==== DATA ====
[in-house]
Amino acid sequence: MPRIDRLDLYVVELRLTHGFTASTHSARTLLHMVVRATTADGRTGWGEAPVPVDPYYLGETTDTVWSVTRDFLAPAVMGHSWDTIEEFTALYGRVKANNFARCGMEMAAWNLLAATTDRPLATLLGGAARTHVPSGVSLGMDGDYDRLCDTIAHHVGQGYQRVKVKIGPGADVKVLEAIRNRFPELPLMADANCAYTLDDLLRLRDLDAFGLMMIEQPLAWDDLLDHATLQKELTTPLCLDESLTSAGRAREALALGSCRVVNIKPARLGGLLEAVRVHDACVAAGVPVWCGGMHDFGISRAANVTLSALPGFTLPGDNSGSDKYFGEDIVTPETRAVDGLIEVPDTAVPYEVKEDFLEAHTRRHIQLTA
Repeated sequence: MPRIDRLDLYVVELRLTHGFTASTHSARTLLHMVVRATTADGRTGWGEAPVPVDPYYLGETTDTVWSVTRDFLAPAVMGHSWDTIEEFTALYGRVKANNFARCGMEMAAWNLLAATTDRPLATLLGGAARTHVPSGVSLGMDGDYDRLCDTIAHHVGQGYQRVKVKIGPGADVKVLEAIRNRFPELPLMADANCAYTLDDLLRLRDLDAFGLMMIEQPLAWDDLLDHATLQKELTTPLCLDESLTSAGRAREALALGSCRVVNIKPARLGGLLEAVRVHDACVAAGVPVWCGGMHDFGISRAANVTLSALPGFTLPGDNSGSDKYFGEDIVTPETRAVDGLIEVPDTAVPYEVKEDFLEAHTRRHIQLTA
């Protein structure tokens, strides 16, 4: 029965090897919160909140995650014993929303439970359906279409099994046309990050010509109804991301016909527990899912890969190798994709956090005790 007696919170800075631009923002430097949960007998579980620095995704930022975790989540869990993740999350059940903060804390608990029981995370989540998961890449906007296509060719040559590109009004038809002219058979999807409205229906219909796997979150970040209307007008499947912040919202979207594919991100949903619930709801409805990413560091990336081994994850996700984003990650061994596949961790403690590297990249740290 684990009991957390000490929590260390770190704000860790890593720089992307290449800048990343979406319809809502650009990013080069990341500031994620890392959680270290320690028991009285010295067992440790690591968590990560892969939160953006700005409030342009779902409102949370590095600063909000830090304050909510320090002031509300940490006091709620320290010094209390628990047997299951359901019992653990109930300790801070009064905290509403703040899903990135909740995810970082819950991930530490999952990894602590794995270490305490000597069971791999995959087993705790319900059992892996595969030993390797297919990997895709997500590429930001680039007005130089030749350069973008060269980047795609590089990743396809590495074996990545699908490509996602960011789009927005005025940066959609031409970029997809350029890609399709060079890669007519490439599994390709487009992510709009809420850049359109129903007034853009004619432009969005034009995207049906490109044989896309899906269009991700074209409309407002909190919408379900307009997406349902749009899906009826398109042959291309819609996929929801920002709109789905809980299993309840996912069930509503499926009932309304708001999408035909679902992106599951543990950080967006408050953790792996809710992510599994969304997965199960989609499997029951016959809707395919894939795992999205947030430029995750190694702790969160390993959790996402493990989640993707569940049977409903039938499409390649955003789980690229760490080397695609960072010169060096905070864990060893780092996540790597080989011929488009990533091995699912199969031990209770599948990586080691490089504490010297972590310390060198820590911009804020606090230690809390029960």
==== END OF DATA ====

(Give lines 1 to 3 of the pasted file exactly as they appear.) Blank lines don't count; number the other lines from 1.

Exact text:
[in-house]
Amino acid sequence: MPRIDRLDLYVVELRLTHGFTASTHSARTLLHMVVRATTADGRTGWGEAPVPVDPYYLGETTDTVWSVTRDFLAPAVMGHSWDTIEEFTALYGRVKANNFARCGMEMAAWNLLAATTDRPLATLLGGAARTHVPSGVSLGMDGDYDRLCDTIAHHVGQGYQRVKVKIGPGADVKVLEAIRNRFPELPLMADANCAYTLDDLLRLRDLDAFGLMMIEQPLAWDDLLDHATLQKELTTPLCLDESLTSAGRAREALALGSCRVVNIKPARLGGLLEAVRVHDACVAAGVPVWCGGMHDFGISRAANVTLSALPGFTLPGDNSGSDKYFGEDIVTPETRAVDGLIEVPDTAVPYEVKEDFLEAHTRRHIQLTA
Repeated sequence: MPRIDRLDLYVVELRLTHGFTASTHSARTLLHMVVRATTADGRTGWGEAPVPVDPYYLGETTDTVWSVTRDFLAPAVMGHSWDTIEEFTALYGRVKANNFARCGMEMAAWNLLAATTDRPLATLLGGAARTHVPSGVSLGMDGDYDRLCDTIAHHVGQGYQRVKVKIGPGADVKVLEAIRNRFPELPLMADANCAYTLDDLLRLRDLDAFGLMMIEQPLAWDDLLDHATLQKELTTPLCLDESLTSAGRAREALALGSCRVVNIKPARLGGLLEAVRVHDACVAAGVPVWCGGMHDFGISRAANVTLSALPGFTLPGDNSGSDKYFGEDIVTPETRAVDGLIEVPDTAVPYEVKEDFLEAHTRRHIQLTA